The Faith and Work movement set out to do something worthwhile: encouraging people to think of their work as a vocation honoring to God. Unfortunately, it has really focused on the vocations of the creative class and other upper-middle-class professionals (like, uh, doctors) at the expense of blue-collar workers. Here’s a great story at Christianity Today about the need for a change and the people who are trying to change things:

This is precisely what we in the faith and work movement haven’t done. We were so busy trying to shape culture by influencing urban elites that we forgot about the vast majority of workers. “The idea that those with more cultural power are the more valuable members of society is a big underlying presupposition,” says Geoff Hsu, executive director of Flourish San Diego, about the faith and work movement.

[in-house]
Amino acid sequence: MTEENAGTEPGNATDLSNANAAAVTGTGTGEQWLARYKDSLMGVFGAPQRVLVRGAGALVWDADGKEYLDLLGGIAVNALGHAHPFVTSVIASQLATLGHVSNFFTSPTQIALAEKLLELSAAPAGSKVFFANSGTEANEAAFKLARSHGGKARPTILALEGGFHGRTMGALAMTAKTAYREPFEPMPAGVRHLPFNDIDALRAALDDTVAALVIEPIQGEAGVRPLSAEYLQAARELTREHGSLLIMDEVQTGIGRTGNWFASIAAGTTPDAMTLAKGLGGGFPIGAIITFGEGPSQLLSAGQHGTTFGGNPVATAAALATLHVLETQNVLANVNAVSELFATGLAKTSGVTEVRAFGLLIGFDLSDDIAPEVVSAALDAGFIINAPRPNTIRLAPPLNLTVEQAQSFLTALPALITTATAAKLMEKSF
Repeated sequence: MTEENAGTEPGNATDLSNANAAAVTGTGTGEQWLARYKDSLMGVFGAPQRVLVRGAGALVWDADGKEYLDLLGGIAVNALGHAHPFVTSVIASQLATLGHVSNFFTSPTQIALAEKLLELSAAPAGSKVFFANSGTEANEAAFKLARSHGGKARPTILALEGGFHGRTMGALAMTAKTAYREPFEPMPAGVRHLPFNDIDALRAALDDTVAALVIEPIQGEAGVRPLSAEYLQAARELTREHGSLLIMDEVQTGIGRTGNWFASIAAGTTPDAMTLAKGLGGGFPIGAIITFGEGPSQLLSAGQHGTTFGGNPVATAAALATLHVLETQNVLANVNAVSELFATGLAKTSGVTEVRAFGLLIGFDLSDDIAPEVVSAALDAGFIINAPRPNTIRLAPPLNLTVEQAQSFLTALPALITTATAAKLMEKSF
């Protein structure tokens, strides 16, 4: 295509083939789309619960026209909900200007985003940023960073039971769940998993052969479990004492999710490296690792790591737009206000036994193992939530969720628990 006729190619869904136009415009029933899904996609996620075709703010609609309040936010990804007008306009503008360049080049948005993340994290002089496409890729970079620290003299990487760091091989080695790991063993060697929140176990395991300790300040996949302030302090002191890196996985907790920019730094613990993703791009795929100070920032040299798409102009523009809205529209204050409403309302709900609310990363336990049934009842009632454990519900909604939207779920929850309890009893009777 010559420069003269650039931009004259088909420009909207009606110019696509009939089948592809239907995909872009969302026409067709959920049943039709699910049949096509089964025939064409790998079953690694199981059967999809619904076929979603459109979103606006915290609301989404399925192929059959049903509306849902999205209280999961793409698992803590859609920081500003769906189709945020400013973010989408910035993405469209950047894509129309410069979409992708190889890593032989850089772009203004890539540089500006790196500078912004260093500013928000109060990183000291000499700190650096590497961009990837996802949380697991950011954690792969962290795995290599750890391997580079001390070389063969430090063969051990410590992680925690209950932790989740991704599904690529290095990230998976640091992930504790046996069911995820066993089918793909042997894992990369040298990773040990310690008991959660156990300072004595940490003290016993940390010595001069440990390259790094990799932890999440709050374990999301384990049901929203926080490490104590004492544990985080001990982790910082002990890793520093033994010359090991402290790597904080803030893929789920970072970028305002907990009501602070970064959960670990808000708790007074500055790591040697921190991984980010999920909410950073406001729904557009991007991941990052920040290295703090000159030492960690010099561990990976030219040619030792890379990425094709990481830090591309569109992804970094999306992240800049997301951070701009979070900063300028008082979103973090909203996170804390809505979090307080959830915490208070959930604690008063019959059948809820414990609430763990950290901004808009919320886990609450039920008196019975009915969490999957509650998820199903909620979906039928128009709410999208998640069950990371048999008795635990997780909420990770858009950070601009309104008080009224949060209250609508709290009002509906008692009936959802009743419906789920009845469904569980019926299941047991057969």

Posted by Matthew Loftus

Matthew Loftus teaches and practices Family Medicine in Baltimore and East Africa. His work has been featured in Christianity Today, Comment, & First Things and he is a regular contributor for Christ and Pop Culture. You can learn more about his work and writing at www.MatthewAndMaggie.org

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